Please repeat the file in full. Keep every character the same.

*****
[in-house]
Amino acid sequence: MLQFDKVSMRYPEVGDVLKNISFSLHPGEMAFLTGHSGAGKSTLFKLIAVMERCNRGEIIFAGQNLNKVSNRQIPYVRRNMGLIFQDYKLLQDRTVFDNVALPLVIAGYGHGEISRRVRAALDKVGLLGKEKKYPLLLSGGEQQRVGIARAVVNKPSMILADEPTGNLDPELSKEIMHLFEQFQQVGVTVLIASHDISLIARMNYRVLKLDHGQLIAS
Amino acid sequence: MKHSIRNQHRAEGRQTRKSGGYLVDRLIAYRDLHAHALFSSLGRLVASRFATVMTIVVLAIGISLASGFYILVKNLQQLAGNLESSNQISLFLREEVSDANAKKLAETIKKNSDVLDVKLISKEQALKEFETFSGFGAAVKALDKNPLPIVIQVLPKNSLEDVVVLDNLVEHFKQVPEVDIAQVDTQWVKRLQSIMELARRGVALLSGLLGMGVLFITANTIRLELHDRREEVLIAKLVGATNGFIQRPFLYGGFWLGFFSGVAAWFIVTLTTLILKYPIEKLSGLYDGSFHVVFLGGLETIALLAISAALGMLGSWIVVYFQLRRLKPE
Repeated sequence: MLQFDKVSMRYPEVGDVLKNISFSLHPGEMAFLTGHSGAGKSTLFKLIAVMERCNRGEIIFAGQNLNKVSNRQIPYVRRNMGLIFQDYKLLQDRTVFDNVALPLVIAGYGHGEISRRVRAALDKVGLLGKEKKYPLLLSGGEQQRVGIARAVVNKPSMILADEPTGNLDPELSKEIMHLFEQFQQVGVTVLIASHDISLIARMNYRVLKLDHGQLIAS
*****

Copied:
[in-house]
Amino acid sequence: MLQFDKVSMRYPEVGDVLKNISFSLHPGEMAFLTGHSGAGKSTLFKLIAVMERCNRGEIIFAGQNLNKVSNRQIPYVRRNMGLIFQDYKLLQDRTVFDNVALPLVIAGYGHGEISRRVRAALDKVGLLGKEKKYPLLLSGGEQQRVGIARAVVNKPSMILADEPTGNLDPELSKEIMHLFEQFQQVGVTVLIASHDISLIARMNYRVLKLDHGQLIAS
Amino acid sequence: MKHSIRNQHRAEGRQTRKSGGYLVDRLIAYRDLHAHALFSSLGRLVASRFATVMTIVVLAIGISLASGFYILVKNLQQLAGNLESSNQISLFLREEVSDANAKKLAETIKKNSDVLDVKLISKEQALKEFETFSGFGAAVKALDKNPLPIVIQVLPKNSLEDVVVLDNLVEHFKQVPEVDIAQVDTQWVKRLQSIMELARRGVALLSGLLGMGVLFITANTIRLELHDRREEVLIAKLVGATNGFIQRPFLYGGFWLGFFSGVAAWFIVTLTTLILKYPIEKLSGLYDGSFHVVFLGGLETIALLAISAALGMLGSWIVVYFQLRRLKPE
Repeated sequence: MLQFDKVSMRYPEVGDVLKNISFSLHPGEMAFLTGHSGAGKSTLFKLIAVMERCNRGEIIFAGQNLNKVSNRQIPYVRRNMGLIFQDYKLLQDRTVFDNVALPLVIAGYGHGEISRRVRAALDKVGLLGKEKKYPLLLSGGEQQRVGIARAVVNKPSMILADEPTGNLDPELSKEIMHLFEQFQQVGVTVLIASHDISLIARMNYRVLKLDHGQLIAS